It’s National Middle Child day, a time to honor all the kids who weren’t born first, weren’t born last, but fall somewhere in between. These special humans can easily be overlooked because the focus is often on the oldest or the youngest children.
There are stereotypes about middle children that many of us have likely heard. You know, the ones about them being ignored, misinterpreted, or the black sheep of the family. Sometimes stereotypes are lived realities.
“I think middle children are the most misunderstood,” Coleysia C. Chestnut, a project manager in Dallas, tells ESSENCE. She is a middle child, the second of three children, including her younger brother and older sister. She began feeling left out when she noticed the bond her parents had with her older sister. Chestnut’s parents also tried to parent her the same way they did her older sister, which made her feel misunderstood and caused her to act out in hopes of getting personalized attention. However, things really changed when her baby brother was born.
“He was the boy they both wanted so he was like a prize to them,” she says. “It’s just kind of weird being in the middle. By the time they realized that they couldn’t just parent us all the same way, I had forged my own path. They were trying to get me back on their path but I just never could quite catch that rhythm they were trying to teach me.”
She adds, “I would like to add that my parents are amazing! They are pastors in Alabama. I’m now a parent at the same age they were when I was a child. They were figuring it out and doing their best. I’m grateful for the foundation they laid for me but I’m also grateful for the courage I had to be different.”
It isn’t always easy to treat all children equally while still providing each child with the attention they need. Sometimes gender roles can even influence one’s experience as a middle child. For instance, if you happen to be the only girl, you may be held to a different standard than your brothers depending on your parents’ values or even expected to help with upkeep of the home. Likewise, a boy among all girls may be treated differently.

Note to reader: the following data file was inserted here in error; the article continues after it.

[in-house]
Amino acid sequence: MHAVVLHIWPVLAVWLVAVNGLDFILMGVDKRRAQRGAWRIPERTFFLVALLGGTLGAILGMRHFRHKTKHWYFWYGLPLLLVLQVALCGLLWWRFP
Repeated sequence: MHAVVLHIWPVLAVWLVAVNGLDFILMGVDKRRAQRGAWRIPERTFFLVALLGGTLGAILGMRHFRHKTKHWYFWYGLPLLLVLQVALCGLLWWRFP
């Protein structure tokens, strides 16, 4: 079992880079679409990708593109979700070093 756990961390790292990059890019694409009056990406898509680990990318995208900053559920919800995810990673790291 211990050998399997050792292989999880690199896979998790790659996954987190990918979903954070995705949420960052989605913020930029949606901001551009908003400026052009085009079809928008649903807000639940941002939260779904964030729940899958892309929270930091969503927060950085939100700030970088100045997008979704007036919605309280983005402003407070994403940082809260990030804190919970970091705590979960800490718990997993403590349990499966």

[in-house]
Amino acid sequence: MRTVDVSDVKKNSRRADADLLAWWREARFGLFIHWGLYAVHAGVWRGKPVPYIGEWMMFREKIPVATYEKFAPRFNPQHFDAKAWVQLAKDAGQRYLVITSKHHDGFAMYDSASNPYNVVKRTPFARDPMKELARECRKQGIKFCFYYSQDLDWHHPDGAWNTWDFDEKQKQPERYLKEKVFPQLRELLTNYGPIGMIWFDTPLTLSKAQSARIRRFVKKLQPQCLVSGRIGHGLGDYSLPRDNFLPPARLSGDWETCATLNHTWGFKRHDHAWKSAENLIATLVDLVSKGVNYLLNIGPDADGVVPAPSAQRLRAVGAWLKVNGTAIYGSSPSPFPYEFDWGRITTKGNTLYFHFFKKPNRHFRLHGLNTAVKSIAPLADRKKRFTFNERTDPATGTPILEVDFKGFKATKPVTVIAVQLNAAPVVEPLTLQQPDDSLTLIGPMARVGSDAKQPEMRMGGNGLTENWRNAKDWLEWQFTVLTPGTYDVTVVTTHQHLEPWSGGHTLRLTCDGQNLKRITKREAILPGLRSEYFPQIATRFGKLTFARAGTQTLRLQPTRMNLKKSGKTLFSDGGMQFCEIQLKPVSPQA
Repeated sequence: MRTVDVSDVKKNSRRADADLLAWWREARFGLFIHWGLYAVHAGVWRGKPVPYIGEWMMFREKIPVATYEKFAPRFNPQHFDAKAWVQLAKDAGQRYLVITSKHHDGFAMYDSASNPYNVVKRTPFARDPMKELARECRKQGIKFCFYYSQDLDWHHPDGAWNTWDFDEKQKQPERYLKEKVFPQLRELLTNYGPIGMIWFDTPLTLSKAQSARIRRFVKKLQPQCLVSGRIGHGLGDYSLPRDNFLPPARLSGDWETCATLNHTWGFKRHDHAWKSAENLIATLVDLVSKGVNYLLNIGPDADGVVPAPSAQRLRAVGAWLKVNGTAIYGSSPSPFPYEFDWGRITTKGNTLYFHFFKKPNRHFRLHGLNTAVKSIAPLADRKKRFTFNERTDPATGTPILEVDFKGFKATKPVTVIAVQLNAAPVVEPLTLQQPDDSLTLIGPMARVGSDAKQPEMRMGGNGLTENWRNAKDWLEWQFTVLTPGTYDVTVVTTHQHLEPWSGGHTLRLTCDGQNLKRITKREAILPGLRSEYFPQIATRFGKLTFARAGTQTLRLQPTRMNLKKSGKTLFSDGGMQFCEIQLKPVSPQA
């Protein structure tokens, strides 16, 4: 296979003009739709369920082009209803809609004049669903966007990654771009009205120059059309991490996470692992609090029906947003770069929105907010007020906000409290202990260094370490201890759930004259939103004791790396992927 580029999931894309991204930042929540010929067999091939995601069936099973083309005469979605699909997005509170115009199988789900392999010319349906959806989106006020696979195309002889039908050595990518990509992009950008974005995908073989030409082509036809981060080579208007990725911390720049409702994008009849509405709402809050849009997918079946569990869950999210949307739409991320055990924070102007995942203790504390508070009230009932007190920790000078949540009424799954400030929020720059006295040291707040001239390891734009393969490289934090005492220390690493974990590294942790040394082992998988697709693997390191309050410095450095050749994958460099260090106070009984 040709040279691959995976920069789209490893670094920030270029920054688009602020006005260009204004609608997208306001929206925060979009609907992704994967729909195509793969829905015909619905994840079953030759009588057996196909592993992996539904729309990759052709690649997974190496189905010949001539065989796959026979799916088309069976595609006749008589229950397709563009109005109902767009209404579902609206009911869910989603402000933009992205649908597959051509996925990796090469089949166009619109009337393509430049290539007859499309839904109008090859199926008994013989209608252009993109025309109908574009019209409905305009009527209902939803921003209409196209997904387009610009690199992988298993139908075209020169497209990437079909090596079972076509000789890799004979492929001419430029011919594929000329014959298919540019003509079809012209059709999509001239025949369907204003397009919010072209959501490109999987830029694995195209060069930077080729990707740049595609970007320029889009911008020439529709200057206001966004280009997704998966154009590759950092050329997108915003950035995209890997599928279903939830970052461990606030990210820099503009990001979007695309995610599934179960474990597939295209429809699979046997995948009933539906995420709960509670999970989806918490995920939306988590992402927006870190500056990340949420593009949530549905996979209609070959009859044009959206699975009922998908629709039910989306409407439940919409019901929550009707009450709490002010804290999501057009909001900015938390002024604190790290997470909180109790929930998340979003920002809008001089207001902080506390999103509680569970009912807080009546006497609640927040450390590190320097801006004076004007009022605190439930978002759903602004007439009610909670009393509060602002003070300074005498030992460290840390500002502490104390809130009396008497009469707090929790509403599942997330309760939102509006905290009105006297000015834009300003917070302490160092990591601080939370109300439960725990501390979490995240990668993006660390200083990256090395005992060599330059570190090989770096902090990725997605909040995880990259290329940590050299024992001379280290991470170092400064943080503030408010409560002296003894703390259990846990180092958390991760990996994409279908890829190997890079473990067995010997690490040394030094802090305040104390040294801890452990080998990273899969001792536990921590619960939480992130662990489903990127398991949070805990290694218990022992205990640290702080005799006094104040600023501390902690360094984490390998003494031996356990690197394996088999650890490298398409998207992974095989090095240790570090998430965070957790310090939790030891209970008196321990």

“My experience as a middle child didn’t feel as if I was a middle child. I was the only girl with a single mom so honestly I felt more like an older sister although I have a brother who is three years older than me,” says Portia Dudley, an operations director located in New York. “I’ll say a lot of the responsibilities of running a household fell on me.”
She also says her older brother was treated more gently, and as the baby of the family, her younger brother got preferential treatment.
All that being said, feeling misunderstood or treated differently isn’t the experience every middle child has. Trellany Lee, a CCA and licensed cosmetologist located in Hollywood, Fla. says as a middle child with two other siblings from her mom and four from her dad, she was treated equally. The only small difference is that a few of her siblings have birthdays in August while the others are in October, but she’s the only January baby.
“For me, being the middle child was no different from being the oldest or the baby. Literally everything was always equally divided amongst us,” she says. “My siblings and I are very close, so we didn’t fight or argue all the time. Growing up, we did everything together; played outside, walked to family and friends’ houses, walked to the store, jumped fences, got in trouble, got yelled at. Of course we’ve had disagreements, but hey…What siblings don’t?”
Lee also adds that she has an unbreakable bond with her siblings and doesn’t need many others to be in her corner as a result.
“They’re my babies and I wouldn’t trade them for the world!” she says.
These different experiences are a reminder that stereotypes aside, every child has varying experiences growing up. How included or excluded kids end up feeling seems to depend on a parent’s ability to be fair and attentive to each child’s needs. Today, as we celebrate middle children and the unique experiences many of them have had, we hope you feel seen and heard and remember that you don’t have to be first or last to matter.